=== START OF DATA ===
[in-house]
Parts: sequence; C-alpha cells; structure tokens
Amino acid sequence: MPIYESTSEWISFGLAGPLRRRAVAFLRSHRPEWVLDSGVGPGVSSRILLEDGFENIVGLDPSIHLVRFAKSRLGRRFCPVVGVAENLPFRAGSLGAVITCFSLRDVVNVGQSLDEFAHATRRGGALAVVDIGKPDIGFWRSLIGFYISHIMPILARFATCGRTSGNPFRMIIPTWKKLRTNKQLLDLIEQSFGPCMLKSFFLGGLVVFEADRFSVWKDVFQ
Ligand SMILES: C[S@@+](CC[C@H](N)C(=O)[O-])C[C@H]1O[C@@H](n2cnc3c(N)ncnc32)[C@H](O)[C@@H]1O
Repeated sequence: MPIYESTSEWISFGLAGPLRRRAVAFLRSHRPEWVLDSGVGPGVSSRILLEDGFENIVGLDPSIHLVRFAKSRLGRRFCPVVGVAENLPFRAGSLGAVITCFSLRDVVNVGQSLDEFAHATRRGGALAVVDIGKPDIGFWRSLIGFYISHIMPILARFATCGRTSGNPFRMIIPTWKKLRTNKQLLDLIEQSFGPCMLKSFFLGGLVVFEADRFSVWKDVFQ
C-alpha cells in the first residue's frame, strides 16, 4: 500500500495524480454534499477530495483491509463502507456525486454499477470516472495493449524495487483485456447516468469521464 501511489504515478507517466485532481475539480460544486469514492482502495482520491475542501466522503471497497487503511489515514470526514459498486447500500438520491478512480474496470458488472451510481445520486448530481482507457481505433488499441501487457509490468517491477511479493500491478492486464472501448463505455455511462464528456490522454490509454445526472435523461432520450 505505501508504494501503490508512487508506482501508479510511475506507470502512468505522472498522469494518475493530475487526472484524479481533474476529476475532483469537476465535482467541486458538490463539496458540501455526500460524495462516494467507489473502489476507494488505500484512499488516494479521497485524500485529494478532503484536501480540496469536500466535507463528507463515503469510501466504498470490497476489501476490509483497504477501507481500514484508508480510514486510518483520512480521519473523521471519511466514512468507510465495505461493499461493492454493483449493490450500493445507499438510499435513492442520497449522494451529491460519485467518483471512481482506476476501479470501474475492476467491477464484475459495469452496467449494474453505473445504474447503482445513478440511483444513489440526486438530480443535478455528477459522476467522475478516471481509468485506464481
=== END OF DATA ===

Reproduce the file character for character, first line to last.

[in-house]
Parts: sequence; C-alpha cells; structure tokens
Amino acid sequence: MPIYESTSEWISFGLAGPLRRRAVAFLRSHRPEWVLDSGVGPGVSSRILLEDGFENIVGLDPSIHLVRFAKSRLGRRFCPVVGVAENLPFRAGSLGAVITCFSLRDVVNVGQSLDEFAHATRRGGALAVVDIGKPDIGFWRSLIGFYISHIMPILARFATCGRTSGNPFRMIIPTWKKLRTNKQLLDLIEQSFGPCMLKSFFLGGLVVFEADRFSVWKDVFQ
Ligand SMILES: C[S@@+](CC[C@H](N)C(=O)[O-])C[C@H]1O[C@@H](n2cnc3c(N)ncnc32)[C@H](O)[C@@H]1O
Repeated sequence: MPIYESTSEWISFGLAGPLRRRAVAFLRSHRPEWVLDSGVGPGVSSRILLEDGFENIVGLDPSIHLVRFAKSRLGRRFCPVVGVAENLPFRAGSLGAVITCFSLRDVVNVGQSLDEFAHATRRGGALAVVDIGKPDIGFWRSLIGFYISHIMPILARFATCGRTSGNPFRMIIPTWKKLRTNKQLLDLIEQSFGPCMLKSFFLGGLVVFEADRFSVWKDVFQ
C-alpha cells in the first residue's frame, strides 16, 4: 500500500495524480454534499477530495483491509463502507456525486454499477470516472495493449524495487483485456447516468469521464 501511489504515478507517466485532481475539480460544486469514492482502495482520491475542501466522503471497497487503511489515514470526514459498486447500500438520491478512480474496470458488472451510481445520486448530481482507457481505433488499441501487457509490468517491477511479493500491478492486464472501448463505455455511462464528456490522454490509454445526472435523461432520450 505505501508504494501503490508512487508506482501508479510511475506507470502512468505522472498522469494518475493530475487526472484524479481533474476529476475532483469537476465535482467541486458538490463539496458540501455526500460524495462516494467507489473502489476507494488505500484512499488516494479521497485524500485529494478532503484536501480540496469536500466535507463528507463515503469510501466504498470490497476489501476490509483497504477501507481500514484508508480510514486510518483520512480521519473523521471519511466514512468507510465495505461493499461493492454493483449493490450500493445507499438510499435513492442520497449522494451529491460519485467518483471512481482506476476501479470501474475492476467491477464484475459495469452496467449494474453505473445504474447503482445513478440511483444513489440526486438530480443535478455528477459522476467522475478516471481509468485506464481